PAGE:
Esa Pietilä is a leading Finish saxophonist whose career took off in the second half of the nineties when he formed a trio with bassist Ulf Krokfors and drummer Markku Ounaskari. Last year he formed a new quartet., Liberty Ship, with Aki Rissanen (p), Antti Lotjonen (b), Olavi Louhivuori (dr) and just released the first album (Approaching, Eclipse Music (2013)), of this new group programmatically named Liberty Ship. Seeing him live for the first time he seemed almost a reincarnation of the young Gary Thomas. But that is a first moment association. Pietilä is a very powerful but also gentle saxophonist who can reach far out but first of all let all the capabilities of his fellow musicians unfold in this band. Great, incentive playing!

Due to the amount of parallel concerts I had to leave out Danish trio Ibrahim Electric as well as too many Swedish bands: Stevie Wonder Experience, Umelmo teachers Ensemble, Framnäs Jazzlinje, Lasse Lystedt Band, Tomas Fischer Kvintett, Lärkträdet.

SATURDAY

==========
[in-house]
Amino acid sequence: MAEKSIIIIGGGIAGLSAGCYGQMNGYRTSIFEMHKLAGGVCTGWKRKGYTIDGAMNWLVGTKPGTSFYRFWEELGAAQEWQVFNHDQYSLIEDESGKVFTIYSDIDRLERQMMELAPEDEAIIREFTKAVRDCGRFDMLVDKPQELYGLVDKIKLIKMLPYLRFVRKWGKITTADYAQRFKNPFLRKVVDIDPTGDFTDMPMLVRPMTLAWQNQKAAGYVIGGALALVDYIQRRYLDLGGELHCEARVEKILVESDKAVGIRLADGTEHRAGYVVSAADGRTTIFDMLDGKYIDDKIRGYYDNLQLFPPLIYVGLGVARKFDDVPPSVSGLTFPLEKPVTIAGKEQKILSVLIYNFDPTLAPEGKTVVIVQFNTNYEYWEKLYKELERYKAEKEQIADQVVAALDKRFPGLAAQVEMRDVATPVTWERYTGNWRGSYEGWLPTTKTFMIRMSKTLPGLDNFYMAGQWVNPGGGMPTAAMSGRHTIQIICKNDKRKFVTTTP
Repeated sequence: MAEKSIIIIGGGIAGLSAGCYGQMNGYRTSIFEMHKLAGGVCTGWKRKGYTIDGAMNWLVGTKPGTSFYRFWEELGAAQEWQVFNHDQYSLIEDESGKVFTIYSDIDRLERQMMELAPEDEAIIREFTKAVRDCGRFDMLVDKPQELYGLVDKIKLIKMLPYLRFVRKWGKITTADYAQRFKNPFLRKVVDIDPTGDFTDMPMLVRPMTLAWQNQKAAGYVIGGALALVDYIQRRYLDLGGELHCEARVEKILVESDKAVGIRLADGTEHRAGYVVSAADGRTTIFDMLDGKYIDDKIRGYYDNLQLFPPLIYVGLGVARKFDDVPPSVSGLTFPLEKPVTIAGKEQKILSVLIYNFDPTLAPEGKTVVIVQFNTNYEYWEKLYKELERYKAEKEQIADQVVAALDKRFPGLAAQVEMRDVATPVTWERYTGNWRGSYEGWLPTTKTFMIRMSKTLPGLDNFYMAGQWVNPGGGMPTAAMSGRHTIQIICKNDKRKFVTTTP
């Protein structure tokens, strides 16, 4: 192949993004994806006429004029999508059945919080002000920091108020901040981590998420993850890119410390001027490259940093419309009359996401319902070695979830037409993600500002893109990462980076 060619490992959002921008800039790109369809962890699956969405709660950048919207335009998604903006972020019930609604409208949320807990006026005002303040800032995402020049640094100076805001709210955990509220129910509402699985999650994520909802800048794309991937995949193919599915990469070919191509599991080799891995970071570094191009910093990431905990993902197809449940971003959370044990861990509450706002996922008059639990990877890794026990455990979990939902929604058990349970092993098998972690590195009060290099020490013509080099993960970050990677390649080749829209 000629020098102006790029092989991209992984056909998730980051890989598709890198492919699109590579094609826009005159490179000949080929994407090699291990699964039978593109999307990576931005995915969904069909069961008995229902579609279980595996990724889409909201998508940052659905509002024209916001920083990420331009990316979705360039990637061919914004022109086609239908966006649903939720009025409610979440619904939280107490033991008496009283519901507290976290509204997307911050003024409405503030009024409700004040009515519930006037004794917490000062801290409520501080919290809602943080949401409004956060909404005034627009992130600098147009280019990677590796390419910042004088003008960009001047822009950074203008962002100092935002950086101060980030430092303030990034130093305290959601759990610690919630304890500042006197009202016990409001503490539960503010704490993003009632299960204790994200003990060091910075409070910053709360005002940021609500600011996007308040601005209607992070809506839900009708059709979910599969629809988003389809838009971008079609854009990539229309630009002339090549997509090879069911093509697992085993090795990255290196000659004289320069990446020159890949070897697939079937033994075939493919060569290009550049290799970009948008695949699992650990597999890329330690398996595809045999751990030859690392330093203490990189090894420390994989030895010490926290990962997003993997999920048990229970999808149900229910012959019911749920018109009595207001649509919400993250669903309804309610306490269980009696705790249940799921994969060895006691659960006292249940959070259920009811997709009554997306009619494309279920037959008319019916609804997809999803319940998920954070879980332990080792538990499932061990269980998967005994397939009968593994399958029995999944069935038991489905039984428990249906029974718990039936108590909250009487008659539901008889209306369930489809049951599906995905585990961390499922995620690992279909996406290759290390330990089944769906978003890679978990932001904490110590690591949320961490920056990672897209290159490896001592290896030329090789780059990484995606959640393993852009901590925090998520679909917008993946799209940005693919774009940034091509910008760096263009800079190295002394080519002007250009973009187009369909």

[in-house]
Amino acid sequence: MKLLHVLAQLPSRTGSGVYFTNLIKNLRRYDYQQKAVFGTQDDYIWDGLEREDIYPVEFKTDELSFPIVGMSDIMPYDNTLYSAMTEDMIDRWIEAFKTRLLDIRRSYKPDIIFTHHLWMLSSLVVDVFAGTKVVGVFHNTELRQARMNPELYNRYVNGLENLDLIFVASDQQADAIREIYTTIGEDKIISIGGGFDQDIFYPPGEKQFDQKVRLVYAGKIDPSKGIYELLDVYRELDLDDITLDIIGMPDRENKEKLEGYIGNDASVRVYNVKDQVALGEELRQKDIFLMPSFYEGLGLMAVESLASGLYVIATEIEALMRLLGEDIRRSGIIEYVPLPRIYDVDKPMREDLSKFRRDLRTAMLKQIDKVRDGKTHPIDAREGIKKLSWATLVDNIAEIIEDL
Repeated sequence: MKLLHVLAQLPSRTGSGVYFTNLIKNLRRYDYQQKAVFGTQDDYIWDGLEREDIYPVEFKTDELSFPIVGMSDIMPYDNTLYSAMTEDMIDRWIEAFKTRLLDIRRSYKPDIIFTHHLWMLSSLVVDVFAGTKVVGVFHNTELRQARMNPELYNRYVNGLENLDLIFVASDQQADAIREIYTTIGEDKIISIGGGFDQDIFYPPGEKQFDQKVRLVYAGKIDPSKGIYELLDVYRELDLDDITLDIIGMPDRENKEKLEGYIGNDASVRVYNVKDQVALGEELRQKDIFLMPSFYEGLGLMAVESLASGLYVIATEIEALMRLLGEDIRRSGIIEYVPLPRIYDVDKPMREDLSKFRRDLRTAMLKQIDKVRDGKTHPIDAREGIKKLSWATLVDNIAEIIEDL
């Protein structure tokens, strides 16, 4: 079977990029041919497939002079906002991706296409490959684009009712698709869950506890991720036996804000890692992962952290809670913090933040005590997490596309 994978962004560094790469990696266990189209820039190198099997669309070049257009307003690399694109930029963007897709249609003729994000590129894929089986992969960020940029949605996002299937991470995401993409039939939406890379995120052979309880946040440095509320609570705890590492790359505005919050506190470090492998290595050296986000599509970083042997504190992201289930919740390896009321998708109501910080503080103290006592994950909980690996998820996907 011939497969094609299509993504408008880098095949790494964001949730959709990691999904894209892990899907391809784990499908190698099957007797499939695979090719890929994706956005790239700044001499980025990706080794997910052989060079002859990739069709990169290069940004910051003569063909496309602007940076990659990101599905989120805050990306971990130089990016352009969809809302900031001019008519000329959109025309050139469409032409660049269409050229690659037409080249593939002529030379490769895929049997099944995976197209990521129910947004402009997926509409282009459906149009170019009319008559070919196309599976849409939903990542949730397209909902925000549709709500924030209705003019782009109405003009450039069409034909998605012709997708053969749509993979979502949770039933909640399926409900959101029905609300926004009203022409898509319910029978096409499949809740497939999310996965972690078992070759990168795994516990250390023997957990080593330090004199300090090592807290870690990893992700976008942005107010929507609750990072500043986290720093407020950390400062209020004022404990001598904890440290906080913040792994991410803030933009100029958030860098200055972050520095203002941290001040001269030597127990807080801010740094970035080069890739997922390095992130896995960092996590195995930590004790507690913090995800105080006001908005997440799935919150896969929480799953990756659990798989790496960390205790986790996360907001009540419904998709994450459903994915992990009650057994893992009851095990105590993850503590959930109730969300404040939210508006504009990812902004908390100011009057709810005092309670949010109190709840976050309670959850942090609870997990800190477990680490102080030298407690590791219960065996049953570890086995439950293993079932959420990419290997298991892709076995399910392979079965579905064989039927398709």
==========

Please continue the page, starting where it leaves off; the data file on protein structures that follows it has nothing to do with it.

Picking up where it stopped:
Saturday seminar with a lecture by renowned saxophonist Joakim Milder and a heavy weight panel was still more mystical. Joakim Milder is a professor at Stockholm's Royal Music College and is engaged in various committees. 'What is musical quality' was the vast question! Nervous laughter, helplessness? No, Milder made his way into it with well portioned dry humor and very special timing and phrasings. Graupner, Telemann or Bach, expression vs. technical skills, process or product, momentum or artifact, pre- programming vs. de-programming, channel into strict procedures or exchange to gain mutual understanding were some of the key-concepts touched upon in the exchange. And it ended with? De-mystification? No, with a strong plea for ongoing open exchange over these key-questions by Annamaia Saarela, president of European Jazz Network (EJN).

Saturday afternoon started with young Swedish-Ethiopian singer Sofia Jernberg together with Norwegian folk-fiddler Olav Luksengård Mjelva performing a new program with renowned Trondheim Jazz Orchestra (TJO). The orchestra which had collaborations with the likes of Chick Corea, Joshua Redman or Pat Metheny has launched an impressive variety of programs and plays a busy schedule with changing guest-artists and changing line-ups. It is however not primarily a big names enterprise. Consequently a list of different younger musician has been enabled to realize orchestral work. By this the orchestra itself could make its way into new territories and new ways of shaping music in the field of jazz. Its pioneering work has been highly appreciated internationally. Programming this ensemble seems almost inescapable for those who are on track and eager to serve their audience by exciting and challenging musical quality.